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October 24, 2003


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Michael Wells
I'm not so sure that I believe the turf wars really have much to do with stifling the growth of poetry readership. I don't believe those wars become so apparent until you are hooked. Don't get me wrong, I think they embody a lot of wasted energy... but do they really keep youngsters away? I think the key is embracing a wide range of poetry. Promoting a broader view of it. That can be done without sacrificing our own personal tastes.
When I write "you guys," of course, I'm not referring to any of the poets in this comment string. Or to any of the poets who are likely to read it. Or to any of my poet friends. It's a special use of the word "you". I think linguists call it the Average Jerk on a Soapbox voice.
Volunteering my services as a representative non-poet reader (or, as I've described my people elsewhere, "that self-satisfied little cluck"), I'll make a radical suggestion: Try to think outside the academic envelope. It's absurd to expect children to get anything from Melville or Dickinson or Shakespeare, much less the curdled nostalgia and thwarted desires of twentieth century poets. Children have their own verbal problems to work through, thank you very much, and it really doesn't matter how well an author cakewalked in her time: dug up and tossed into the in-crowd, she's too pooped to pop. Rimbaud was a teenager, yes, but he was hardly a popular teenager. Speaking for my awful teenage self, my pleasure reading stayed uncontaminated by the sepsis of the classroom and relied almost entirely on access to the public library and the cheap paperback (torn-off covers preferred). And my adolescence was much more attracted to self-dramatizing "fuck 'em all and let the rhyme scheme sort them out" formalists than to the type of poets I read in adult life. (Yeats can cover all periods, of course, assuming the kid's geeky and sissy enough.) The real untapped audience for contemporary poetry (as opposed to contemporary pop music or contemporary TV) is *adults*. I know I gave Charles Bernstein a few dozen appreciative readers he'd otherwise not have (and who he'll never hear from) by pirating a piece of his on my corporate network just as if it was a xeroxed "Dilbert" strip. Which is pretty much how it was appreciatively read. (Poetry should be at least as well written as "Dilbert".) So try to reach the adults. Web publishing is a great start. Cheap paperbacks and library placement are nice too. Donate randomly intead of to just your friends. Send stuff to newspapers. Write "Dilbert" scripts if you can get the gig. Pretend it's allowed to read poetry and see if anyone argues. The other piece of advice I offer, stale, skin tightening, flies buzzing behind the plastic screen, is to not *obsess* over how few readers you get. That kind of thing screws over all my talented friends who write in halfway-popular publishing categories, and there's sure no percentage for poets to do the same. The real reason I wish you guys would keep the reader in mind is so you get less cut-throat with the internal politicking. No one cares about that shit. It just makes you look silly. Of course, if you should latch onto a marketing bonanza like William Wegman or Robert Bly, more power to you! Mark my words, Lyn Hejinian's gonna get there someday: "My Life for the Teenage Soul"....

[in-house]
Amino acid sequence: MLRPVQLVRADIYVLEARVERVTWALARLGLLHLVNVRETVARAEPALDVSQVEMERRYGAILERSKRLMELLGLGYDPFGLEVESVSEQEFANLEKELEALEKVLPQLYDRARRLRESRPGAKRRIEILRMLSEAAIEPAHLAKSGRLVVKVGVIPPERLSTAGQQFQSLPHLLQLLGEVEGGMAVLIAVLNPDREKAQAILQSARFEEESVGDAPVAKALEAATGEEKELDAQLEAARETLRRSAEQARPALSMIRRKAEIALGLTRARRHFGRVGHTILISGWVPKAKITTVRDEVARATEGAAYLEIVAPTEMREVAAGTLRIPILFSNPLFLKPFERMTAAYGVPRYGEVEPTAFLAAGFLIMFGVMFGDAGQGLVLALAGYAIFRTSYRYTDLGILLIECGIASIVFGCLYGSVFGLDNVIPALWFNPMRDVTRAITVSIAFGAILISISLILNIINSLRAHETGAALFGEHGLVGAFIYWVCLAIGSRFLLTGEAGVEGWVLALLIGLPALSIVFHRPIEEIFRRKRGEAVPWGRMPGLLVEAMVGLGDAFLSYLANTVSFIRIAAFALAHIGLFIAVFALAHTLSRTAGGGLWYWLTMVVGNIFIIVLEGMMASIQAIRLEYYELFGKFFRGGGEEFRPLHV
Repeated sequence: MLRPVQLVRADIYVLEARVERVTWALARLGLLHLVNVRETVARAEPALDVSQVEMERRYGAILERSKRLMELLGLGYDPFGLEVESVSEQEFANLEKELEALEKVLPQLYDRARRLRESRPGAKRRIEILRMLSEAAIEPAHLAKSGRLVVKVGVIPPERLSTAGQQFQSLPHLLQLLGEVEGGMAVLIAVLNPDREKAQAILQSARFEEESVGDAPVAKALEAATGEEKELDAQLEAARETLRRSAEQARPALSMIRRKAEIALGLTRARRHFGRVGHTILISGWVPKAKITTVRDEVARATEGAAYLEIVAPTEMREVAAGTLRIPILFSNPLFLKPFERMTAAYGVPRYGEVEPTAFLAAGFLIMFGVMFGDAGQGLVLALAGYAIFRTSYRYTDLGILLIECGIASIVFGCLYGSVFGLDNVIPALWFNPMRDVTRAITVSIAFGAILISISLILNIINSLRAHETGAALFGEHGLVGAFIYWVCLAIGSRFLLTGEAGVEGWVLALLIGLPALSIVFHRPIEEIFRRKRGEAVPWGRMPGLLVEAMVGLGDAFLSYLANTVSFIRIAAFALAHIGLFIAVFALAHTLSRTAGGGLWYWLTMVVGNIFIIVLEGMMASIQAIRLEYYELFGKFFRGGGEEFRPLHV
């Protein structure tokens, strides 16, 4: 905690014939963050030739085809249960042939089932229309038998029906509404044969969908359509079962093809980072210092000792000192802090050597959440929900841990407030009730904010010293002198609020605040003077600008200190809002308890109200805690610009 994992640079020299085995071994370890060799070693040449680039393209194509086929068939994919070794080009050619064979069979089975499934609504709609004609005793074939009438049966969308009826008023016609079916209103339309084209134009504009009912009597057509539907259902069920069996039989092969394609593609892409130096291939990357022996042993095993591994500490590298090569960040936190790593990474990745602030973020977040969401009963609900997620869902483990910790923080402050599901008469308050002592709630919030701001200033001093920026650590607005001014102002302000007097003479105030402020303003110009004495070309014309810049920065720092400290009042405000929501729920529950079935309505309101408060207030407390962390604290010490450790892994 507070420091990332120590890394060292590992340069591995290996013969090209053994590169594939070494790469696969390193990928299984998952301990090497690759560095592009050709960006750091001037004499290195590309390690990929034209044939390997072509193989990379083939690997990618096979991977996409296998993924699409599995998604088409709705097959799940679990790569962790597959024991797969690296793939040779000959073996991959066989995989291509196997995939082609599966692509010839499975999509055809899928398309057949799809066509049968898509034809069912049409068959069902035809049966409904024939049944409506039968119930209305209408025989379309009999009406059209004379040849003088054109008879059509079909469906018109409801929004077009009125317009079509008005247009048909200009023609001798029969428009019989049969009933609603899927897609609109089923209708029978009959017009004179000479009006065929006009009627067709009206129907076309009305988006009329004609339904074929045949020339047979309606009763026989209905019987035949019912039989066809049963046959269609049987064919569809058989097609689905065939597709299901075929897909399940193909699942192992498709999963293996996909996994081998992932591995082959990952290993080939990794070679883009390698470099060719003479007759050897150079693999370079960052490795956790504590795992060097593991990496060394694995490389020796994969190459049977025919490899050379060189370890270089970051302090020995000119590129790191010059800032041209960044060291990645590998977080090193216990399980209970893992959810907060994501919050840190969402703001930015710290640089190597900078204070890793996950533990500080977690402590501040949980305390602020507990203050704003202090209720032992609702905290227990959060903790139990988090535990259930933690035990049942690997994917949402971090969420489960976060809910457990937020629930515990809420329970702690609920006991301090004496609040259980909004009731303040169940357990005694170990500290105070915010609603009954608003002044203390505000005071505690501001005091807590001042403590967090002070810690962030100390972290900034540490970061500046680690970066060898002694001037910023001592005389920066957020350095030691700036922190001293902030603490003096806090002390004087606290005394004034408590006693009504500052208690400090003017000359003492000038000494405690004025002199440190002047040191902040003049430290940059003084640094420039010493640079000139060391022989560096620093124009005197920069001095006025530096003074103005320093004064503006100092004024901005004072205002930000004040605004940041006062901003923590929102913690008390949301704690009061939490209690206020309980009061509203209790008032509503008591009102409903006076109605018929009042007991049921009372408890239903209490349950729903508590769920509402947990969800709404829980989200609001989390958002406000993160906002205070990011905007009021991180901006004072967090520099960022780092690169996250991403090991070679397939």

One way to create new readers is not to publish mystifying polemics explaining your distaste for certain poems or certain types of poetry. One way to create readers is not to make them feel like utter idiots for liking poetry. But I suppose that perpetuating the turf battles is far more important. And people's careers, apparently, are at stake. Give it up, people. As long as poetry is considered a profession, criticism considered integral to understanding, and authorial credibility (in a string of publications and/or advanced degrees) necessary to criticism, your desired 'larger audience' is going to feel about poetry the same way they feel about nuclear physics. Not for them. And that's what the mainstream is, a popular science of poetry for us dummies. I have no issues with the avant-garde maintaining its elite status with every exclusionary trick in the book. By all means do it. Maybe it's an important status to protect. There's something to the idea. But you can't have it both ways. You can't be elite *and* have the big audience.
in our bookstore every so often we get the kids who've just heard about Kerouac & Ginsberg; sometimes when they've gone through these i'll point 'em at Rimbaud & Lautreamont & then when they want something still more radical, i mention "these real crazy writers of the seventies"...
It's got to start before they can read. Nursery rhymes used to be a child's introduction to poetry. Now no one reads their children nursery rhymes. If children are now too sophisticated even at just two and three years old for Mother Goose, then write new nursery rhymes, new skipping songs, new hymns, replacements for what used to introduce children to poetry. If enough good poets published books of modern nursery rhymes and started working the pre-school and kindergarten crowds (and their teachers and parents), they'd sell books now and help to create a strong generation of poets and readers.

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